Ireland key to title hopes of Gronholm and Loeb
In just over a month's time Sebastien Loeb and Marcus Gronholm go head-to-head on Rally Ireland in their battle for the World title.
It is a Citroen v Ford battle that leader Gronholm says is 'too close to call.'
He heads to Japan next week with a four point lead over World champion Loeb, then it is back to Europe for the final two rounds in Ireland and Wales.
The organisers of Ireland's first-ever round of the World series yesterday announced day the maximum 90-strong line-up which will contest the four-day event starting on November 15, headed by the C4 Citroens of Loeb and Dani Sordo and followed by the Ford Focuses of Gronholm and team-mate Mikko Hirvonen, the soon-to-retire Finn was admitting he had 'no idea who will be World champion.'
Gronholm, a two-time champion, led the standings by 10 points after beating Loeb by seven-10ths of a second in the WRC's closest-ever finish in New Zealand last month.
Loeb's back-to-back wins on the tarmac of Spain and Corsica in the past fortnight have now brought him back onto Gronholm's tail with just three rallies remaining.
"It will be really tight for the next three rallies and I have no idea who will be world champion," said Gronholm as he prepared to leave for Japan.
"A four-point lead is nothing, especially with three rallies coming."
He was relieved to at least finish second to Loeb on the Tour de Corse at the weekend, having been pushed back to third by Citroen No.2 Sordo in Spain.
"I could not do better, but Japan will be really hard now," he said.
"Winning there would help me a lot."
Despite ultimately winning by 23 seconds, Loeb said the Corsican event had been a stressful experience.
"It wasn't a particularly restful weekend and we didn't get off to the best of starts," he reflected.
"However, along with the technical team, we responded well after making some small adjustments to the set-up of our C4.
"I felt much happier with my car from Friday afternoon on and that enabled us to take the lead, pull clear and ultimately win.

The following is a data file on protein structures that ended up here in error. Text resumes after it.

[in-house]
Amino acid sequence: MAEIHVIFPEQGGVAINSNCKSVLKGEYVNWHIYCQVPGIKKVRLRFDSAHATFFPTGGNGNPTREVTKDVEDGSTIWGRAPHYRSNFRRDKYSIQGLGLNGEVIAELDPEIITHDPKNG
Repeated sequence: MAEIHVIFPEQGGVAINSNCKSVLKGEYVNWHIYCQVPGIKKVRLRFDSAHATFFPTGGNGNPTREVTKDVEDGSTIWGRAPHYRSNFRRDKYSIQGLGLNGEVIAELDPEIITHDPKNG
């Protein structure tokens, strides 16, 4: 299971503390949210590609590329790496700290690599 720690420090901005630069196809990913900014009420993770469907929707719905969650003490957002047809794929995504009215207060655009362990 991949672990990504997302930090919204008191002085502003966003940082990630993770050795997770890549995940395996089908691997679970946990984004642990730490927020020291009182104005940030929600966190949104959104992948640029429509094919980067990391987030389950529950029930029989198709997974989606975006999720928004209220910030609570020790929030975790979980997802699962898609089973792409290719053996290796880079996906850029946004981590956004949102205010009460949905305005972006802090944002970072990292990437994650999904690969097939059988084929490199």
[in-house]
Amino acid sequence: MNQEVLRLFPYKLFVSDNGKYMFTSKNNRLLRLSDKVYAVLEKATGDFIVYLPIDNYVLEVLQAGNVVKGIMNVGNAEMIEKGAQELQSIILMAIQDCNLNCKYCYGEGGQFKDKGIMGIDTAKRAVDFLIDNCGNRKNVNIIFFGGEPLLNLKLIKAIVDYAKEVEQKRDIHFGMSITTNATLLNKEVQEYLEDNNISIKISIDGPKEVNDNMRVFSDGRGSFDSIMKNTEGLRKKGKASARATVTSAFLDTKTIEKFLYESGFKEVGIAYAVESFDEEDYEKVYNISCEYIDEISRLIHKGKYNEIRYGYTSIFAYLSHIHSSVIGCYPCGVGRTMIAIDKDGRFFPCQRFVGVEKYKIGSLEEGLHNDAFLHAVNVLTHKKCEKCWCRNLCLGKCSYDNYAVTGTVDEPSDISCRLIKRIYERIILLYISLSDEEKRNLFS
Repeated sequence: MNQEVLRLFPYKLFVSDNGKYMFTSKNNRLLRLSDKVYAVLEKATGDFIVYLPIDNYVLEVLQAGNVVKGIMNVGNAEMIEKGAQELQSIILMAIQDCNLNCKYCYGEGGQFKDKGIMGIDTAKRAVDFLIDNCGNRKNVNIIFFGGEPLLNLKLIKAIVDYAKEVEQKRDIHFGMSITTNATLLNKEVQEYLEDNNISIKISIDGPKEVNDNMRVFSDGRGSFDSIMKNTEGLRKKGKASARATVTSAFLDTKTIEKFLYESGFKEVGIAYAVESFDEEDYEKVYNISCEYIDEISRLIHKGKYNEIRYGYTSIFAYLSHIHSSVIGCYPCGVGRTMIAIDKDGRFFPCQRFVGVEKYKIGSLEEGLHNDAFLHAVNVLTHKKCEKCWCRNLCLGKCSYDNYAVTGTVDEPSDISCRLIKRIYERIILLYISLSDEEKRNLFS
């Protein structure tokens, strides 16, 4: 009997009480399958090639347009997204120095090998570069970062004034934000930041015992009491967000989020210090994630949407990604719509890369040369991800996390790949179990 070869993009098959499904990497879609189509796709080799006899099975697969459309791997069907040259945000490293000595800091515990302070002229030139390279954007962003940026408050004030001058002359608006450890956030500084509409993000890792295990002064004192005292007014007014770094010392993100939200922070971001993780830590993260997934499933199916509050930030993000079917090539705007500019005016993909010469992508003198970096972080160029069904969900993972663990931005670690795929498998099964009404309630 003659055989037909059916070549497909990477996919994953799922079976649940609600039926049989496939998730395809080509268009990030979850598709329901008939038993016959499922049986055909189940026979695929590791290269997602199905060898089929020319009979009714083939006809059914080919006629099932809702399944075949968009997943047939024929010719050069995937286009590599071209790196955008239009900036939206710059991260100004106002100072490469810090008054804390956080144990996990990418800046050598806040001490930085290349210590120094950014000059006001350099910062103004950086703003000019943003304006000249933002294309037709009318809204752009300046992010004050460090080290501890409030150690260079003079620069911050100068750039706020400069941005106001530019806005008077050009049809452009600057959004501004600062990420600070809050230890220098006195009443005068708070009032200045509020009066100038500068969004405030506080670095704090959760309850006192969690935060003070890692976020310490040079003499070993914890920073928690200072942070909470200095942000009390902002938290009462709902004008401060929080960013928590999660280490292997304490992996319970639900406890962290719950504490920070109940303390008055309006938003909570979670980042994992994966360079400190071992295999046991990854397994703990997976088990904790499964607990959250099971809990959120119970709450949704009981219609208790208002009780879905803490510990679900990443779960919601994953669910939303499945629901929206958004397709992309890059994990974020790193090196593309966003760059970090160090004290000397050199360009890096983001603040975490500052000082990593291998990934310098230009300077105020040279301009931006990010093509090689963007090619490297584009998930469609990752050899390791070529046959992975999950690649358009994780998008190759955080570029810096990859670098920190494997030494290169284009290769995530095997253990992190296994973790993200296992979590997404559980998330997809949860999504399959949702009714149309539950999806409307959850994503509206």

"We left Corsica with two more points than our rival in the drivers' championship and the last three rounds promise to be very exciting indeed."
One of those rounds, of course, will be in Ireland - an asphalt round, sandwiched between the gravel of Japan and Wales, that Loeb has readily admitted is crucial to his hopes of remaining champion for a fourth year in a row.
The two C4 Citroens and the two M-Sport Ford Focuses will head up the starting list in Ireland followed by the Kronos Citroen Xsara of Austrian Manfred Stohl then the Prodrive Subarus of former World champion Petter Solberg and his Australian team-mate Chris Atkinson.
Two more Fords from the Stobart team for Finn Jari-Matti Latvala and Norwegian Henning Solberg, Petter's elder brother, complete the top 10 ahead of a third works Subaru of Spaniard Xavier Pons and the second Kronos Xsara of Belgian tarmac ace Francois Duval.
The Irish challenge is headed by Ulster Rally winner Kris Meeke in a Subaru S12 at 18 with Gareth MacHale, a regular in the series until he crashed heavily on the Rally of Italy in Sardinia earlier in the year, at 19 in his Ford Focus.
Reigning Irish Tarmac champion Eugene Donnelly starts at 21 in a Skoda Fabia with former champion Andrew Nesbitt at 23 in a Subaru.